Valerie Foley

Eating the elephant

In Diet, Medical, Supplements on January 19, 2013 at 11:28 am

Eating the elephant

Another good page – info and links.

Biomed is like eating an elephant.

Except the elephant is made of pills, oils and powders.

We tried it when Billy was two and got spooked by spooky doctors (who have subsequently lost their licenses), and saw little progress and hemorrhaged cash for too long. Then a homeopath provoked Billy’s immune system so hard it collapsed.

So we gave it up, thinking it was all a bunch of dangerous hooey.

But it’s not. I promise it’s not. Not all of it.

No more than eating, drinking and sleeping well is a bunch of hooey. It seems like the fun police but it’s not. It’s a roadway to better functioning. Sometimes things work, sometimes they don’t. But that’s like anything in wellness. We’re all different.

Do it carefully, do it safely, do it with your eyes and heart (and wallet) open. Don’t do anything that feels wrong, but if something does feel wrong, do yourself the favour of working out why.

Most importantly, my personal advice would be do not do this alone.

It’s an elephant, and it’s big and once you take one bite, it changes shapes and then it’s hard to know where else to bite.

Find a medical/wellness professional who knows autism and talk to them, without your child first. If you don’t like them, move on and find one you do trust. The internet is not a medical professional. It’s a great support, but it is not reliable enough to guide you completely. It’s just not.

Here’s search engine to find a practitioner in Australia and NZ. I’m sure these people would point you in the right direction if you are in other countries.

The reason I think this is important is because autism is not a medical diagnosis. It is a behavioural one. If the behaviour you experience/see/deal with is troubling or self injurious or dangerous, then it seems nuts to me if you don’t try to do something to ameliorate it.

Also, there’s a lot of stuff that’s become normalised in autism that should not be, in my view – GI issues, food intolerances, sleep disturbance. In an NT person, you’d be asking for help. In an ASD person, doctors go ‘Oh yeah, lots of autistic people have that.’ – end of story. Actually, not end of story, ‘Take this drug.’ Now, end of story. I’m not buying that for a second. It’s like saying, ‘Lots of people who sit down a lot are overweight. If you have to sit down, take this metabolism booster.’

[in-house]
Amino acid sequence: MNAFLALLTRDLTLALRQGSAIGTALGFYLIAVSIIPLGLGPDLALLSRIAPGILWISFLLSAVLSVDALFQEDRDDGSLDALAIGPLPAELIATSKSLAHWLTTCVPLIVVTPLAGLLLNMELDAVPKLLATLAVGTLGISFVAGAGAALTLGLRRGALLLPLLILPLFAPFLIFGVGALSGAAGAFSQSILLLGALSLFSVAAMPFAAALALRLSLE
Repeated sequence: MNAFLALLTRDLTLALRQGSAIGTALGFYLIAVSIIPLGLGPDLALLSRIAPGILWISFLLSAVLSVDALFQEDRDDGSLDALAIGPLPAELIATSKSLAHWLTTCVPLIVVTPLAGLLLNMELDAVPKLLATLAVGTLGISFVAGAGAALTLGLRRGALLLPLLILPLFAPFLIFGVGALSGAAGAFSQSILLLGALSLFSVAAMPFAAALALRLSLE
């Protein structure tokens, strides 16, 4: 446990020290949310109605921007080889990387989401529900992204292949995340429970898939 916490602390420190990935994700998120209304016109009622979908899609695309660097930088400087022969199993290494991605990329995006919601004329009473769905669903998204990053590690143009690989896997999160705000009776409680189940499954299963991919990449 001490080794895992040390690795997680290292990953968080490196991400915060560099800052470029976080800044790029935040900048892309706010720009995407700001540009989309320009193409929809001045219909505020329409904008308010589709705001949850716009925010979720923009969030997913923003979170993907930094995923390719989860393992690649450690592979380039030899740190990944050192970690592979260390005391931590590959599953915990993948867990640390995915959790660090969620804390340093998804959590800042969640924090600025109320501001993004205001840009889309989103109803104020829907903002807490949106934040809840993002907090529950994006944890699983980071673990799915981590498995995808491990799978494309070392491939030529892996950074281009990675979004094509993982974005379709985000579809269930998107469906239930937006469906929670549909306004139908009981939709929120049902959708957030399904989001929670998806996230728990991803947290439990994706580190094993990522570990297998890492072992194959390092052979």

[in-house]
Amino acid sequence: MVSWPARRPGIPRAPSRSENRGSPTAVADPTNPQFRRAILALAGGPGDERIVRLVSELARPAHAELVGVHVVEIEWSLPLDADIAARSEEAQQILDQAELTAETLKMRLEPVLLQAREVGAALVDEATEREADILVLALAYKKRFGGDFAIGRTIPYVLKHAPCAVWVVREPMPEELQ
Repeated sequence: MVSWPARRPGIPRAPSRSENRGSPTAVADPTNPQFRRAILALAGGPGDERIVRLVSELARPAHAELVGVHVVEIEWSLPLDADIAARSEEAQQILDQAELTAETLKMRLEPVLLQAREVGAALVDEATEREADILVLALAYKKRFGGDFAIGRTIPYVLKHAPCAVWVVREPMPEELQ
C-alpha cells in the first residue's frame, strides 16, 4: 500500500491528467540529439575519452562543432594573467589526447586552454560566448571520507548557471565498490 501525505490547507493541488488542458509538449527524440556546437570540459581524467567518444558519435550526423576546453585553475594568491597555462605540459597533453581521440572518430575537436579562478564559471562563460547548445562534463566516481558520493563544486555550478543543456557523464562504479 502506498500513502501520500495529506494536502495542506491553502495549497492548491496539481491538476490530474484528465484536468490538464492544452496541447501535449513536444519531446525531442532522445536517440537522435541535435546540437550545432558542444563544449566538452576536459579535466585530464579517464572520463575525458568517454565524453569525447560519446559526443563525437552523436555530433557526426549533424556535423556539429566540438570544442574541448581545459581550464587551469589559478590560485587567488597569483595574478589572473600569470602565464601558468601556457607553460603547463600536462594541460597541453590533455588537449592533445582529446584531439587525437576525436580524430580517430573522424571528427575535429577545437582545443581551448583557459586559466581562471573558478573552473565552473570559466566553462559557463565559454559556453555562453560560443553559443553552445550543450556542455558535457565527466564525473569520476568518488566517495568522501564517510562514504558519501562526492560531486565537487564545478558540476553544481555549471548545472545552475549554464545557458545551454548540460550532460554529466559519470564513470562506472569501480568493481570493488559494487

It just seems logical to ask why. Why does my child struggle to poop? Why does my child bite himself or others? Why has my child developed OCD? Seriously, why is why so unexpected?

Behaviour does not exist in a vacuum – it is learned or it comes from a biological basis. That biological basis can often be an imbalance or a malfunction and it may be able to be addressed biomedically. If it’s learned then there’s behavioural therapy (not that I’m a massive fan, but that’s a whole other post).

Despite the whole, ‘if you’ve met one person with autism’ thing, there are too many similarities across the autism spectrum to not learn from the journeys of others. You don’t have to copy them, just learn from them. I quite like this site, but there are a billion others, catering to your belief set.

Knowledge is accumulating.

I, for one, can’t imagine a reason to ignore that knowledge (whether I agree with it or not).

Obviously, if you are happy as a clam with your child’s or your own health and behaviour and you don’t see the need for any change, then ignore this whole post.

You’ll know by now, that I think my son is a cracker of a human being, but I’d be an idiot if I denied the complexity of his challenges – across the board, with ‘autism’ (as it is defined in the DSM) being the smallest of our concerns.

I can’t imagine ever ever giving up the chance for him to have better health and functioning.

And that is why I eat the elephant.

Apologies to all the elephant lovers out there.

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